The June 24 elections in Turkey, unexpectedly announced just two months ago following a decision to bring them forward by a year and a half, promise to be mesmerizing. All elections held in Turkey are usually compelling anyway, since for the past fifteen years they have consisted of a struggle between the Justice and Development Party (AKP), its leader, the current President of the Republic Recep Tayyip Erdoğan, and the strategies fielded by opposition parties to oppose him.
Although 56 per cent of Turkish public opinion does not support Turkish foreign policy regarding Syria, due to the way Turkish government managed the human crisis (and spent its money), the population agrees on the necessity on persisting to solve this problematic situation. And thus does Europe. Following the Summit of EU leaders on October 15th, German Chancellor Angela Merkel took an emergency trip to Turkey, where she needed to recruit the Turkish side to stop the flood.
Turkey’s elections held on June 7th, which some observers argued to be the most important since the inception of democratic elections, resulted in political uncertainty. However, even that climate of uncertainty, with no actor able to form a government alone, was better than the escalating tensions that the country had experienced recently. The elections left the ruling Justice and Development Party (AKP) with 258 seats.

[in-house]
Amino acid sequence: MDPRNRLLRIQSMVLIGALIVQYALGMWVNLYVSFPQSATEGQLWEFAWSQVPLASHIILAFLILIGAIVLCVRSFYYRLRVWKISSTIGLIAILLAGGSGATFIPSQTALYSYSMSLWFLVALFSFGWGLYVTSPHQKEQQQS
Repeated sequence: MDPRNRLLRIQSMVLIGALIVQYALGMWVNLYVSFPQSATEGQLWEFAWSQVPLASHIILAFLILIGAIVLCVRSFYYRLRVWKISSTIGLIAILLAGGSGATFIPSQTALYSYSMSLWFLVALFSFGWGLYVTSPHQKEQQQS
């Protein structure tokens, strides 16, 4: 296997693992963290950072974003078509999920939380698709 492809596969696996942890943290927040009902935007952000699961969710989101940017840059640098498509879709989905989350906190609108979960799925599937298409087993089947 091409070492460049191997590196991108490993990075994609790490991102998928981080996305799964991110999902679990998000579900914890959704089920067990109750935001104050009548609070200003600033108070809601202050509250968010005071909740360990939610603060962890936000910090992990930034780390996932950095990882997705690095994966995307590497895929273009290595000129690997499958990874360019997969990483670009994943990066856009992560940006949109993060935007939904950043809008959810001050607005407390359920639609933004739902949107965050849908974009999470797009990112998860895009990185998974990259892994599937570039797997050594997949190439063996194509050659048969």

The economy has become one of the hotly debated topics in Turkey prior to the general elections on June 7. There is now a quasi-consensus that the upcoming election is one of the crucial turning points in the history of contemporary Turkish politics. The Justice and Development Party (AKP in the Turkish acronym), which has been ruling the country with single-party majority governments for about 13 years, aims to gain enough seats again to replace the current parliamentary system with a presidential one.
After a turbulent year both on the domestic and regional levels and on the eve of crucial parliamentary elections, it seems that Turkey’s ‘success story’ has waned. The Justice and Development Party (AKP), led by Recep Tayyip Erdogan, has been the main actor of this success story. The ‘AKP era’ has witnessed profound transformations in Turkey’s politics, society and economy.
Today Turkey is a more dynamic and developed country than it was at the beginning of the 2000s. At the regional level, it has been able to become one of the most influential players in the Middle East. The AKP can also take credit for bringing the country closer to the goal of European Union accession, starting negotiations at the end of 2005. However, this bright picture does not entirely fit the current situation.
The report aims at analysing the main features and changes Turkey witnessed in the ‘AKP era’ as well as the reasons for the reversing path it has been experiencing on both the domestic and regional levels in the last few years. The aim is to understand whether this means the conclusion of the successful cycle or a turning point towards a new, but uncertain, era.
Il dinamismo che la politica estera turca ha assunto nei confronti dell'Africa sub-sahariana è un fenomeno particolarmente interessante nello scenario delle relazioni internazionali negli ultimi anni.
The ongoing mass movement in Turkey is without precedent in the country’s history. The peaceful demonstrations that started during the last week of May have turned out to be a blow to the Erdogan’s government international reputation following the much-publicized police interventions and the on-going nature of the situation, which has shown no sign of easing for a long time.